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Home / Opinion / Spot the difference: Black panther and leopardess

Spot the difference: Black panther and leopardess

Readers' Speak: Indian women's cricket team not going to England; A Suitable boy on screen
The internet is delighted with a photograph of a black panther and a leopardess couple shot by an Indian wildlife photographer.

The Telegraph   |     |   Published 26.07.20, 01:07 AM

Sir — The internet is delighted with a photograph of a black panther and a leopardess couple shot by an Indian wildlife photographer. Since the black panther is essentially a melanistic leopard, they have been known to mate with regular spotted leopard. It is still a striking shot with both animals staring right at the lens of the camera. Perhaps humans could take cues from the animal kingdom about not letting physical appearances get in the way of relationships. Surely, no one would want the black panther to apply a fairness cream and blend in with other leopards?

Roshni Sen,
Calcutta

Held back

Sir — At a time when cricket is limping back to life across the globe with extreme precautions being taken to protect cricketers from Covid-19, old biases are once again beginning to surface in the world of Indian cricket. The Board of Control for Cricket in India has withdrawn the women’s side from the tour to England, citing logistical problems such as travel restrictions and assembling of training camps amid the coronavirus crisis. Such a concern might seem justified at first. But put it together with the news that at the same time the BCCI is also working to find a way to hold the Indian Premier League in the United Arab Emirates and a clear picture of age-old biases against women’s cricket emerges. 

In the meantime, women’s domestic cricket in England is back on with the London Cup, weeks after the resumption of men’s international cricket in bio-secure bubbles. The South African women’s team will be going on their England tour and even New Zealand has begun training. The loss, then, is entirely India’s.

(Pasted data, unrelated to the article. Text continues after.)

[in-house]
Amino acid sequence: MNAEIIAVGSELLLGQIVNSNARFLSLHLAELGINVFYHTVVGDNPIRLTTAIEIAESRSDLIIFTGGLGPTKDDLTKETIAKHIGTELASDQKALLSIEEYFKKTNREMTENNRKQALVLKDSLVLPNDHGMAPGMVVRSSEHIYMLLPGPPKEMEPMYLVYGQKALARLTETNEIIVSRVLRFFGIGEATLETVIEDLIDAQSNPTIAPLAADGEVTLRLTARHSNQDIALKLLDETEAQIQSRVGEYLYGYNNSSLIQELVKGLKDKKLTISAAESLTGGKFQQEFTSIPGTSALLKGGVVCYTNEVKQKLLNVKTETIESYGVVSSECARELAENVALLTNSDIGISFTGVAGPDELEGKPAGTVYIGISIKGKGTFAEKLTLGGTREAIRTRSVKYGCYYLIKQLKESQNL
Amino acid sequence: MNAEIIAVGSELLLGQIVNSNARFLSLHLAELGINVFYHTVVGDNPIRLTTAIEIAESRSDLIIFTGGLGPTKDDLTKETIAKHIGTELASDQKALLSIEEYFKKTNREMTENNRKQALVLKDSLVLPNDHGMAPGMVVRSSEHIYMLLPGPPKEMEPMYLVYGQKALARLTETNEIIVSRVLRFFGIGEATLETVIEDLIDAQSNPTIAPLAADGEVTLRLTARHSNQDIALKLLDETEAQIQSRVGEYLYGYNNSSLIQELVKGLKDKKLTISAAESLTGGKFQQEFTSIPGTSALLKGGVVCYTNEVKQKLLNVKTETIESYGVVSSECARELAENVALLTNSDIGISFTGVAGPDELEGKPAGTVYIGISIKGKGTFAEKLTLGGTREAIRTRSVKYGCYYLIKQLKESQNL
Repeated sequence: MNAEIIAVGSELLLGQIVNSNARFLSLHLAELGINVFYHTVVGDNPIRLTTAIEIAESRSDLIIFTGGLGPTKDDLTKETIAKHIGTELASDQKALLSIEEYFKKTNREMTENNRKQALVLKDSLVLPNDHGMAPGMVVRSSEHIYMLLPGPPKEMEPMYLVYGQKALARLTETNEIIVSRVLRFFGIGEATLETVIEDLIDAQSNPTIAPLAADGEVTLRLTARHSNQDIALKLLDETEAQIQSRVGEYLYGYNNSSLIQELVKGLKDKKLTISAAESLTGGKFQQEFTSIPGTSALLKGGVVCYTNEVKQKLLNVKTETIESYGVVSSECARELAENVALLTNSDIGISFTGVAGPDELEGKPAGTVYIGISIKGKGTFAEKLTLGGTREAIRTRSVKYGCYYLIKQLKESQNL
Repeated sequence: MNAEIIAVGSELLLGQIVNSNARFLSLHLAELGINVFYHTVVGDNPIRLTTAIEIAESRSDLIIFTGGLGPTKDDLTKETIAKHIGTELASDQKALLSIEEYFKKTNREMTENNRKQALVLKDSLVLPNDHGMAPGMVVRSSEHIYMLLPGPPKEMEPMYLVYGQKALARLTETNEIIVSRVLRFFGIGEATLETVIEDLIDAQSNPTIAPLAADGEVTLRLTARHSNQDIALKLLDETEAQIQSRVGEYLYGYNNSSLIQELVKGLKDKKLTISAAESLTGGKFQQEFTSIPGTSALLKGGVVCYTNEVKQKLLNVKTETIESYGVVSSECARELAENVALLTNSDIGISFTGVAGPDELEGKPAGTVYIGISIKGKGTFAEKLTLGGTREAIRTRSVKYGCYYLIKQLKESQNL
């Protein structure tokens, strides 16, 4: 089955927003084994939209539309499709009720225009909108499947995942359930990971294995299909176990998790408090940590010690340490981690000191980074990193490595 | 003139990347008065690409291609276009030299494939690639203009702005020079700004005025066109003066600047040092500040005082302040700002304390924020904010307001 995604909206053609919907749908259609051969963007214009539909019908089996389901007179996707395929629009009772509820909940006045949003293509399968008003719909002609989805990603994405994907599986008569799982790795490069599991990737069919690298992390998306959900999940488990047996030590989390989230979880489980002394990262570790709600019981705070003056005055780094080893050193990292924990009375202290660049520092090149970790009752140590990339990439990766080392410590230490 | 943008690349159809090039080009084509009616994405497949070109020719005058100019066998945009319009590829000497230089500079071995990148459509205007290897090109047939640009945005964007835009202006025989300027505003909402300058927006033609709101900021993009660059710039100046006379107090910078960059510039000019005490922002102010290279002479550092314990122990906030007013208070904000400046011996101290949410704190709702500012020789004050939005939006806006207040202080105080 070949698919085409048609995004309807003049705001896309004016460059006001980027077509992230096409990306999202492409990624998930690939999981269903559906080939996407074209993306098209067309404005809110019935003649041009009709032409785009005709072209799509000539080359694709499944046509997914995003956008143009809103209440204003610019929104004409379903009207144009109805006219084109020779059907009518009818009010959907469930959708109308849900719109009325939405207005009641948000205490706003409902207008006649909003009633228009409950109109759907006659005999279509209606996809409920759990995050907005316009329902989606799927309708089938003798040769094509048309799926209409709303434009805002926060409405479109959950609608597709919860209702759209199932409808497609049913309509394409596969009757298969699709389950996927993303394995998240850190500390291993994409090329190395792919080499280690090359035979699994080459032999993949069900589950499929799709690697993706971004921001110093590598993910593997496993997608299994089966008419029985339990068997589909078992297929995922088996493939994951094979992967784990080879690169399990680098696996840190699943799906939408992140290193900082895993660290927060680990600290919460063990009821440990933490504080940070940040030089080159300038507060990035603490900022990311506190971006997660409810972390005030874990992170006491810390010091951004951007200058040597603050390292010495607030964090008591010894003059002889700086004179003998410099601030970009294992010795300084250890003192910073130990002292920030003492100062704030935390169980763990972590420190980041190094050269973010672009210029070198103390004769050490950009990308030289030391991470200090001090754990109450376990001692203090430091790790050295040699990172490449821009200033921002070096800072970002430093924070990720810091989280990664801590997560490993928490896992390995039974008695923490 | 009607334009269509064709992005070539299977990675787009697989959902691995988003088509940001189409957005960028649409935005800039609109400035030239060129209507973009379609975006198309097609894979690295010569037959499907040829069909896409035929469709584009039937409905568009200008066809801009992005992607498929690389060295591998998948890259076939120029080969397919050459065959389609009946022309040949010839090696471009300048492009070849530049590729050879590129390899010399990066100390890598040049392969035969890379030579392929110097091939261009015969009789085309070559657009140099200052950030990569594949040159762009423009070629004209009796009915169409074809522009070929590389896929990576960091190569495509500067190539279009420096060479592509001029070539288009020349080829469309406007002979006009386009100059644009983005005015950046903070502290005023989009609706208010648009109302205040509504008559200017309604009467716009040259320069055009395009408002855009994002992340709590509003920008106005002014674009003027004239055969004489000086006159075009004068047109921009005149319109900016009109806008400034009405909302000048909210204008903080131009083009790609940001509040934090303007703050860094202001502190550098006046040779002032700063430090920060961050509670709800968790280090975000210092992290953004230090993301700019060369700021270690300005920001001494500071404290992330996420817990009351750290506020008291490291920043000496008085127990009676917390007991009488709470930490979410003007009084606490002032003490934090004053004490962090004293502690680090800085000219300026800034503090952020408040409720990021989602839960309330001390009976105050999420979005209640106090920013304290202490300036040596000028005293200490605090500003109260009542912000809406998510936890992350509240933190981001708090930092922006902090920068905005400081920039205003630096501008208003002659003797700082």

Even though Indian women cricketers have proved their mettle over and over again on the international stage, not to mention gained widespread adulation for it across the country, the BCCI seems bent on treating the team as poor cousins of the men’s side. What else can explain the fact that the women’s side is at present without a selection committee or for that matter a spokesperson in the BCCI since the resignation of Saba Karim? An advertisement for selectors was put up earlier this year, but an appointment is yet to be made. In the end, it all comes down to money. The IPL is a money-maker and men’s cricket fetches more revenue; this is why the BCCI is unwilling to invest in the women’s side. Merit clearly does not matter in this country.

Annesha Ghosh,
Calcutta

Sir — On the one hand, we received the excellent news that women will finally be given permanent commission and be allowed to hold command roles in the armed forces. Around the same time came the news that the Indian women’s cricket team will not be going to England. This is most disheartening. Women have fought tooth and nail to be treated on a par with their male counterparts. Yet, the male-dominated BCCI has, once again, found a way to give women cricketers less than their due. It is time more women were made a part of the decision-making process in the world of Indian cricket. Otherwise, the future of the next generation of women cricketers — they have proven their worth time and again — is dark.

Md. Shakil Hussain,
Raipur

Lost magic

Sir — With A Suitable Boy having been turned into a miniseries and One Hundred Years of Solitude in the process of being turned into one, book lovers are worried whether the future generations will ever know the delight of reading these classics first-hand. Even the experience of hearing ebooks is mediated by voice actors and not the same as reading. Films made from books can be great, but nothing beats the experience of reading for oneself.

Rima Roy,
Calcutta

Correction

The promo on “Khan Market Memories” was an inadvertent error. Sunanda K. Datta-Ray’s article — and not the one mentioned in the promo — appeared on the opinion page on Saturday. We apologize for the mistake.

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